Internet Safety Rules for Kids and Teens4 min read
The internet is one of the true marvels of our time. You can do almost anything online – the possibilities are near endless. Search for information on anyone or anything using Google or a public record database? Check. Buy clothes, gadgets, books, or groceries? You bet. Connect with friends and family using video chat or in a game? Anytime. Netflix and chill? Just name the time and place!
There’s no denying that the internet makes our lives so much easier, and imagining life without it is near-apocalyptic. Alas, despite all the internet’s many advantages, it remains a dangerous place, especially for kids and teenagers.
If you’re a concerned parent or a teen looking to stay safe online, read on. This article talks about the dangers of the online world and how to protect yourself and your loved ones.
Rules for Staying Safe Online
There’s no magic bullet to stay safe online. If you want a secure internet, you need to work at following a few basic rules.
Never give out personal information
Do not give your personal information to anyone without your parents’ permission. Your last name, home address, school, and telephone number should always remain private. Just because someone online asks for your information doesn’t mean you have to share.
Keep your passwords private
Never share your password with anyone as well. Kids should give their parents a copy of their passwords for an emergency, such as predators or stalkers. When you use a public computer, always make sure to log in using the Guest account where possible and logout from all accounts or websites you accessed before leaving.
Never download files from unknown sources or open an attachment from a stranger. Data, software, and attachments sometimes contain malware, trojans, or viruses. Kids should always ask their parents’ permission before downloading a suspicious file or opening an email attachment.
Social networking sites and blogs have minimum age requirements for a reason – to help protect children. Parents should be aware of their kids using social media at a young age. Keep in mind that kids sometimes try to game the system by pretending to be an adult to gain access to a site, so it’s your job to teach them of the dangers of this.
Some people online pretend to be someone they’re not, disguising their true nature and intent. Kids should never meet anyone they become friends with online without letting their parents know and getting their permission.
The internet is full of useful websites, but not all provide accurate or even safe information. Kids should always seek the help of their parents, teacher, or librarian to find sites that are secure to use.
Using a screen name
When creating a screen name (nickname, login name), don’t include personal information that can identify you. Keep your last name, home address, or date of birth out of any screen name you think of using.
Bullying and online threats
Parents should be on the lookout for online bullying and other threats to their children. Kids shouldn’t bully others online or respond to any insulting or mean messages directed at them. Teenagers should tell their parents about any instances of bullying, be open about it, and not turn in on themselves.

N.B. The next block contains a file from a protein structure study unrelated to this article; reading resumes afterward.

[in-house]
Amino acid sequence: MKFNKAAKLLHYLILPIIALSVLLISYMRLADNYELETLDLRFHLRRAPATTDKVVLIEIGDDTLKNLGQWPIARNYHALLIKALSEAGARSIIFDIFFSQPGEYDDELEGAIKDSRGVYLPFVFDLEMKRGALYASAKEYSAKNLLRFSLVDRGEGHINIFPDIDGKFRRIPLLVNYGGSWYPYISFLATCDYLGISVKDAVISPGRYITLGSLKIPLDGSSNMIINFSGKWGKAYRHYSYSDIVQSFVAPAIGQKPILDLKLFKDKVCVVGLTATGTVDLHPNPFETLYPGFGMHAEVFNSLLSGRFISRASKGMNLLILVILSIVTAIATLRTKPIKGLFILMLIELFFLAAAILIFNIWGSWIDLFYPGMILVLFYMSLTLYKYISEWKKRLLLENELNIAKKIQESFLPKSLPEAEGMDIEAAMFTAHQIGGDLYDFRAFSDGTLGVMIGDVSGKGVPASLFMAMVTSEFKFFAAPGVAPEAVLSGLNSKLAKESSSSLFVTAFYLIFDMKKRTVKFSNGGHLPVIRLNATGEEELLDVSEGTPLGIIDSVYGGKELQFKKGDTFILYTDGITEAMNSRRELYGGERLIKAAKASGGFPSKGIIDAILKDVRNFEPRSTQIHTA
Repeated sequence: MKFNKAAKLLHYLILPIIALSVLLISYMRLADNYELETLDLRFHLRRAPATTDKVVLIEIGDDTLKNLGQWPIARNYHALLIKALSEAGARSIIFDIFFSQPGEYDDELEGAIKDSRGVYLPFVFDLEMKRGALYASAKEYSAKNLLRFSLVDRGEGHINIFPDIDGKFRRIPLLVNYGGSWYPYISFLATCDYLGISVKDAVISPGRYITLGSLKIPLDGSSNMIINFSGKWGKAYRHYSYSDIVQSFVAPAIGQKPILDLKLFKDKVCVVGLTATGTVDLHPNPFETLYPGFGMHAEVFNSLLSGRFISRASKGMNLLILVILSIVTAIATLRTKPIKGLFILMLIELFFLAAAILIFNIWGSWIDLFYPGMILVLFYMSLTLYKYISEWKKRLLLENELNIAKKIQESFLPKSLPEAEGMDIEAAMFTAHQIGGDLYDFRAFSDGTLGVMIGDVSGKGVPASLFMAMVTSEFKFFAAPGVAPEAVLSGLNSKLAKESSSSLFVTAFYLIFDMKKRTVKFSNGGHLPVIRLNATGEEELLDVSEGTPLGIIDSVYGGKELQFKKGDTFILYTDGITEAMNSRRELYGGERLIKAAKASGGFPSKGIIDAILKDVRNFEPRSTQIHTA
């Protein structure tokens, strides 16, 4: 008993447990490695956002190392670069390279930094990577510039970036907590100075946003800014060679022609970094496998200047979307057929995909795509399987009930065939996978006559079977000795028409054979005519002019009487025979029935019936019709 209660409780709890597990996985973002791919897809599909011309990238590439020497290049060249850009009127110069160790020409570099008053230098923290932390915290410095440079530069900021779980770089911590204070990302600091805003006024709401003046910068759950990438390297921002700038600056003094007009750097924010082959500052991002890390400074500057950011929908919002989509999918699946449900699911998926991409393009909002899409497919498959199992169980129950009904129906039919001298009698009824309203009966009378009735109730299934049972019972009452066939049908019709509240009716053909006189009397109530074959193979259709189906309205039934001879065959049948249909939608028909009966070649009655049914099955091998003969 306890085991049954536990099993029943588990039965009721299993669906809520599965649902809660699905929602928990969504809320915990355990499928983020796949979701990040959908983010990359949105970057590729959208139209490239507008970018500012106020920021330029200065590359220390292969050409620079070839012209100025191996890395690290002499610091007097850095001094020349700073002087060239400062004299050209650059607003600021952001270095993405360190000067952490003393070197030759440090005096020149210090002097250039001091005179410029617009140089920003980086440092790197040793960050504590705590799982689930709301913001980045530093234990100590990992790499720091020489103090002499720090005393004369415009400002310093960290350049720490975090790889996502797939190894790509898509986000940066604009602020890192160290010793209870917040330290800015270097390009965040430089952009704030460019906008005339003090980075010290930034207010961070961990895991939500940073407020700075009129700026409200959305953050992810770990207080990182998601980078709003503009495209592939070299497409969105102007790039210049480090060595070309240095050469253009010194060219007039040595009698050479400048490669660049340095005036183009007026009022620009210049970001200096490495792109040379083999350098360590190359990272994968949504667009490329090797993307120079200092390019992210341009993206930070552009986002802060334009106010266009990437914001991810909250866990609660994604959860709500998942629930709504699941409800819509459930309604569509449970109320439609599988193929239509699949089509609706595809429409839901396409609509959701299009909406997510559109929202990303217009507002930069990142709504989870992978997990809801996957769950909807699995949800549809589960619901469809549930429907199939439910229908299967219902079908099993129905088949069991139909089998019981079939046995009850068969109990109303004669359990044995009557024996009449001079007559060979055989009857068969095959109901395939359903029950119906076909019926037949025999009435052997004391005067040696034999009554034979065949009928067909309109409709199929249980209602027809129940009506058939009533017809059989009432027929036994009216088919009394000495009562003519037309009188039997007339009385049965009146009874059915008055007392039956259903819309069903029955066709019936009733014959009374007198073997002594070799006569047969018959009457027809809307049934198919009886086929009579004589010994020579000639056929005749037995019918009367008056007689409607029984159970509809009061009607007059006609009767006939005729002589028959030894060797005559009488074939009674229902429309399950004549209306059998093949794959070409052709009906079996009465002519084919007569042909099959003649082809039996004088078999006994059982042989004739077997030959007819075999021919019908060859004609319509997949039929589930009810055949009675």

Photos and videos
Kids should ask their parents’ permission if it’s OK to post photos or videos. Remember, the internet never forgets, and one wrong post or tweet could linger on and be a thorn in your side for years to come.
Never click on dubious online ads. Ads have trackers that will follow you wherever you go and collect information on your habits. Some ads even distribute nasty malware. Kids should always ask their parents for permission if they want to buy anything online. There are many horror stories about online ads tricking kids into using their parent’s credit card to buy stuff. Some ads trick users by offering something for free or that he/she won something to collect personal information and/or steal their money.
How Companies Collect and Use our Data
Did you ever wonder why you keep getting the same ads for smartphones after you googled for them or even bought one? Single word: cookies.
The websites you visit can collect all sorts of data about you. Cookies store user settings and other useful information. However, third-party cookies from ad and marketing companies can watch your every move online. Computer browsers can also reveal a lot about the user, such as the operating system, screen size, and even the display resolution.
How Can You Protect Your Online Privacy?
You can protect you and your child’s online privacy by following these tips.
- Use a browser that blocks ads, third-party cookies, and trackers by default.
- Delete all cookies when logging out.
- Use incognito mode when surfing the web.
- Install an antivirus program and set it to update daily.
- Use a firewall to help keep hackers out.
- Always use a virtual private network (VPN) when you’re online, to hide your IP address from attackers.
- Never share your WIFI password with strangers.
- Always change your passwords, and use a different one for each account.